November 23 2014 Latest news:
Tuesday, September 11, 2012
Community groups were today urged to stake their claim for a share of a £3.5m pot of cash available to build new village halls, sports facilities and play areas.
Applications opened this week for Norfolk County Council’s Community Construction Fund, which council bosses see as a shot in the arm for the construction industry.
The fund has been created from an underspend in the County Hall budget, to get a wide range of schemes off the ground and stimulate the local economy.
Grants from £100 to £100,000 are available, which must be spent within a year of the grant being made, with the first ones due before Christmas.
Ian Mackie, deputy leader of Norfolk County Council and cabinet member for finance and performance, said: “We want to work with communities to build a better Norfolk.
“We are now accepting applications, which means we will have approved the first round of funding decisions before Christmas.
“Construction traditionally requires higher levels of employment and for every pound spent a further two pounds is generated from economic activity in the supply chain, often by small and medium sized businesses.
“This fund is a part of a sustained and determined attempt by the county council to enable communities to help themselves practically and therefore support both short and medium term economic growth in Norfolk.”
The one-off grants for new construction projects in Norfolk will be available to a wide range of community led organisations.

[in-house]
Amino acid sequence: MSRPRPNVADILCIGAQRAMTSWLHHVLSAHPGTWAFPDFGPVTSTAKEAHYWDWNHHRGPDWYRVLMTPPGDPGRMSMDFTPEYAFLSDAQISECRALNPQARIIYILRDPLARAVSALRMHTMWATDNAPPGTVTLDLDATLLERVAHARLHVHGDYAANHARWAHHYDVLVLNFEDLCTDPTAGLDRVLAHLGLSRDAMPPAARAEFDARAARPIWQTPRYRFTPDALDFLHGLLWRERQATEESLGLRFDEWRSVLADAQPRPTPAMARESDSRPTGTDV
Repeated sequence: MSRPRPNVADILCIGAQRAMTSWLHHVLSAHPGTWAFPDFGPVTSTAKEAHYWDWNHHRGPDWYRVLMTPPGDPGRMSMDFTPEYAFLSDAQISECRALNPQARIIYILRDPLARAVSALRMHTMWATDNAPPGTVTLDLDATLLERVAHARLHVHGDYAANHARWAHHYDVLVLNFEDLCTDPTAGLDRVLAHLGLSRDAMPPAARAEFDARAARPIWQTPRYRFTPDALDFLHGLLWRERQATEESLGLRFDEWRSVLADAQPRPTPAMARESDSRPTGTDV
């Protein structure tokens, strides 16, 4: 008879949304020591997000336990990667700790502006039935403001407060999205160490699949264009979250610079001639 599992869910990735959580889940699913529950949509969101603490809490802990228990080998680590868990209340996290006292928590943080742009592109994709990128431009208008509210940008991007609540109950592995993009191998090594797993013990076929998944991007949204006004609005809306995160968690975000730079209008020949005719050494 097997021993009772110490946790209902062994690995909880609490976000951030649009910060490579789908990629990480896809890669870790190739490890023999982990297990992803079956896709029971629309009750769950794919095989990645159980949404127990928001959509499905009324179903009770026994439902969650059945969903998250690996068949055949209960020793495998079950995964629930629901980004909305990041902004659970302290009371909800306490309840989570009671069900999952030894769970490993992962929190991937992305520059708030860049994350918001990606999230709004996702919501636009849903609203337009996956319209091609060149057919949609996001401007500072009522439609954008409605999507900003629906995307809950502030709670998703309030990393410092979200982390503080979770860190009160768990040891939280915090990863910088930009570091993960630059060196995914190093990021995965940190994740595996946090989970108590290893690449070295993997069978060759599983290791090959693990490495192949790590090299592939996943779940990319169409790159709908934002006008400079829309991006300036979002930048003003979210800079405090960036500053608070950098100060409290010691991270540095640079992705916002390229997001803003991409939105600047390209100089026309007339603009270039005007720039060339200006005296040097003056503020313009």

Those eligible to apply for a share of the fund will need to be formally constituted bodies such as parish, town and district councils, charities, sports clubs, neighbourhood boards and churches.
Applicants must be able to demonstrate that projects are construction or building-related; will benefit the local community; have all of the necessary planning permission; have estimated costs with quotes from contractors; can be taken forward in a timely way with no delays; have support after consultation with the local community; have county councillor support and have plans in place for long term maintenance, insurance and sustainability.
The council says particular consideration will be given to projects that will help the local economy by employing small business in Norfolk and local workers or contractors and might generate more cash from other sources such as lottery or match funding.
Applications submitted by Norfolk organisations will be co-ordinated by the Norfolk Community Foundation and a shortlist will be considered by a cross-party panel of county councillors - Derrick Murphy, Shelagh Gurney, Ian Mackie, Cliff Jordan, Ann Steward, Colleen Walker, Richard Bearman and Graham Jones.
Applications can be made via www.norfolk.gov.uk/communityconstructionfund